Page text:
(c) Licenses. Members of the Metlakatla Indian Community, and such other Alaskan Natives as have joined them or may join them in residence on the aforementioned islands, shall not be required to obtain a license or permit from the State of Alaska to engage in fishing in the waters of the Annette Islands Reserve…”
We ask Officer McKeehan about PSP. He tells us he always followed the local lore of “harvest shellfish only during months with ‘r’ in the name”. He has since realized PSP can be present any time of the year. Butter clams and mussels are particularly dangerous. The island has a commercial geoduck fishery. Whenever it is time to harvest, they send samples “up north” for testing. This takes a couple of days. If the samples are good they can harvest for 5 days only before they have to stop or have new samples confirm the clams are healthy. The testing is expensive, complex, and good for only a short time explaining why there are no “safe” beaches in SE for clamming.
During our conversation we learn about the Aleutian Ballad Alaska Crab Tour. This vessel was part of the TV show. In season 2 (I think) it was hit by a rouge wave. After that the owner decided he’d had enough. Coming back to Ketchikan, he started a business taking the tourists out. He sets pots around and stocks them with appropriate types of live crabs some of which he catches and some he buys. He then takes the tourists around to the various pots, explaining the business. As he hauls the pots, he replaces the bait so the crabs remain healthy and fat all summer. He is making more money more reliably this way and is home every night.
With no fishing to do, we head out to explore. On the entrance island there is a “coastal sculpture”. Someone has painted the rock to look like a mermaid (Craig), a frog (Officer McKeehan), or a lizard (Sarah). Walking the high tide line, I find a cleean skull – probably a river otter. In the NW corner of the anchorage, there is a stream mouth and tidal flat. Rowing up stream we watch a pair of sandhill cranes. Their alarm calls echo around the cove. The flat is quite extensive but it’s too low to get very far up the stream. There are salmon waiting for the tide and we see a flounder with a damages tail hiding in the shallows.
We had thought to leave today but decide we really need to pin down our return road trip. We need to travel at least part of the holiday weekend which is US Labor Day and Canada The RV parks may be full or require 3 night stays. I spend hours on the internet looking at driving distances and park facilities. We want parks close to the main road with pull-through sites and big rig access. We decide on 3 places we used coming up and 2 new ones. The other concern are crossing the border and avoiding traffic around Seattle and Tacoma. Although we could probably get from Cache Creek to Orting in 1 day, we decide to cross the border and stop in Burlington so we can time our trip past Seattle and Tacoma.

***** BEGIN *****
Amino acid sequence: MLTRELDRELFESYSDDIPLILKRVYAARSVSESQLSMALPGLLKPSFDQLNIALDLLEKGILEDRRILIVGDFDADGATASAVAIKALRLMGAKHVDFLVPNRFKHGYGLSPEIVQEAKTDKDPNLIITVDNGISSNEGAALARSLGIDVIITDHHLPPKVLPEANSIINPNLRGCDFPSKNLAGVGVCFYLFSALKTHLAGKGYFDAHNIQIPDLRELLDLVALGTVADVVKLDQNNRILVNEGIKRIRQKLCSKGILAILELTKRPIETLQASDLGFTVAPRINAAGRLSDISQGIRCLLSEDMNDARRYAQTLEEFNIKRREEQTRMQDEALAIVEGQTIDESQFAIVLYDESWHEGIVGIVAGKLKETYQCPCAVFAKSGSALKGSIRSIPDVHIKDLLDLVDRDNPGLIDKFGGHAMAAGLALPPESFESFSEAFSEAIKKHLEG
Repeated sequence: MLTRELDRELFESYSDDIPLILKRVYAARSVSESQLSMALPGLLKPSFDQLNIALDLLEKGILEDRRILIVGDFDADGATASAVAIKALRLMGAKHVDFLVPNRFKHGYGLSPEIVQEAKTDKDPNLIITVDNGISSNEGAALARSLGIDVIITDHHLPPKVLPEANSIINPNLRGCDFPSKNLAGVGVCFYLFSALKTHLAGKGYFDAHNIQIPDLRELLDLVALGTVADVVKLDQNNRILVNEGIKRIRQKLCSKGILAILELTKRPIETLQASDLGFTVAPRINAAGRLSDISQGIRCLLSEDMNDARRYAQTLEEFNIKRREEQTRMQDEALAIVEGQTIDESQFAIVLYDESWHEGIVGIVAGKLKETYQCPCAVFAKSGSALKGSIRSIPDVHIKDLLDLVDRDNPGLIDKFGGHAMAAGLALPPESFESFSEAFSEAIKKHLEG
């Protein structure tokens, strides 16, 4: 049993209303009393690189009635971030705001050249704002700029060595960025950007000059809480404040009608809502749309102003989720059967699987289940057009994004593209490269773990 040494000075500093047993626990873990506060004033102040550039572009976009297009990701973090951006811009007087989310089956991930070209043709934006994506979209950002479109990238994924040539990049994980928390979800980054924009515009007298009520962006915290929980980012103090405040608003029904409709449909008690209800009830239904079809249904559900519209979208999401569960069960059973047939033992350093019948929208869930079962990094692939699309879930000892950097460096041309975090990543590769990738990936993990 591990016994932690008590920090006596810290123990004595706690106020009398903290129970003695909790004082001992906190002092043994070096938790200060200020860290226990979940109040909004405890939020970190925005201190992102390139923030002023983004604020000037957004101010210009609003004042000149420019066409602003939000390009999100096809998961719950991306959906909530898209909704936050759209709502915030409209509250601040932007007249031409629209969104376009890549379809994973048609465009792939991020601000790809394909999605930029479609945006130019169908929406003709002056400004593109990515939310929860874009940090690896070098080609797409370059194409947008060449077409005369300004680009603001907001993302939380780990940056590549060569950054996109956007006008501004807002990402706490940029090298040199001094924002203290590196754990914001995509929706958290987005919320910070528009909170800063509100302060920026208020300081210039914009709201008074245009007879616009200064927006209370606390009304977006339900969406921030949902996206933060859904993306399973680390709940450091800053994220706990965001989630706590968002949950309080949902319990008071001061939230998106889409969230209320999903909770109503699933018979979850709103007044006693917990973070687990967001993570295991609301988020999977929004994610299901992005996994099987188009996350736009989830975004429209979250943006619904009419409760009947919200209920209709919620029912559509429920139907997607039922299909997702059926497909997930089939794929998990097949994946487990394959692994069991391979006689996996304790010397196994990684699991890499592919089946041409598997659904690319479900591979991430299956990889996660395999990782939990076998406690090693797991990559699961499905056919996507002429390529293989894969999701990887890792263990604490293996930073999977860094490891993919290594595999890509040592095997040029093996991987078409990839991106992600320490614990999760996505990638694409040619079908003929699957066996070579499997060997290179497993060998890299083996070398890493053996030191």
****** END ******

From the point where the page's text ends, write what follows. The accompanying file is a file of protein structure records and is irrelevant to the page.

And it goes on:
To reward ourselves for all the brain draining work, we catch the bus to downtown. We take a look at the Creek where salmon are struggling up and tourists are gawking. Entering a silver and native art shop, we spend a few minutes talking to the silver smith who is also a fisherman. He tells us that the really good items in his shop are bought by locals and visiting Alaskans. The cruise ship folks seldom buy anything.
Getting hungry, we head for the Chinese restaurant near the book store and the entrance to Creek Street. Although it’s in the heart of the tourist area, we are the only outsider customers. All the others seem to be local, repeat clients. The food is very good and the service friendly and fast.
We take care of more boat chores in the morning. I decide to head downtown to the book store. An internet search revealed the price of locally written books is prohibitive so I want to see if they are cheaper here. Walking over to the plaza where the supermarket is, I hop the free shuttle to downtown. There are 4 cruise ship tied up so the buses and town are busy. With so many customers in the shops, I’m able to window shop and browse without being pestered by the sales people. There’s a real mix of stuff from very nice local art and jewelry to very cheap Chinese and Taiwan “souvenirs”. Most of the cruises seem to be looking for a number of inexpensive gifts to bring home.
Asking around I discover Walmart has a free shuttle from the heart of downtown so I jump aboard. I have a wonderful time with their summer sales. Unlike in the lower 48 (or Outside as some Alaskans still call it), the summer nightclothes and tank tops are not much in demand. Surprisingly there’s very little left in the gardening department. It seems that many folks try to grow whatever they can here. Beginning to get overwhelmed by the sensory overload, I check out and walk to the bus stop just outside. Here I speak with a man who says his mother is back in the hospital. She is elderly and every time she has any medical problem they send her to hospital instead of treating her at the clinic. He has left her there to get pills for her as only 1 place has them right now – all the other pharmacies including the hospital are out. (Shades of living in the interior of Panama!) Waiting 10 minutes, I’m able to catch the bus back to the plaza paying $0.50 – exact change required.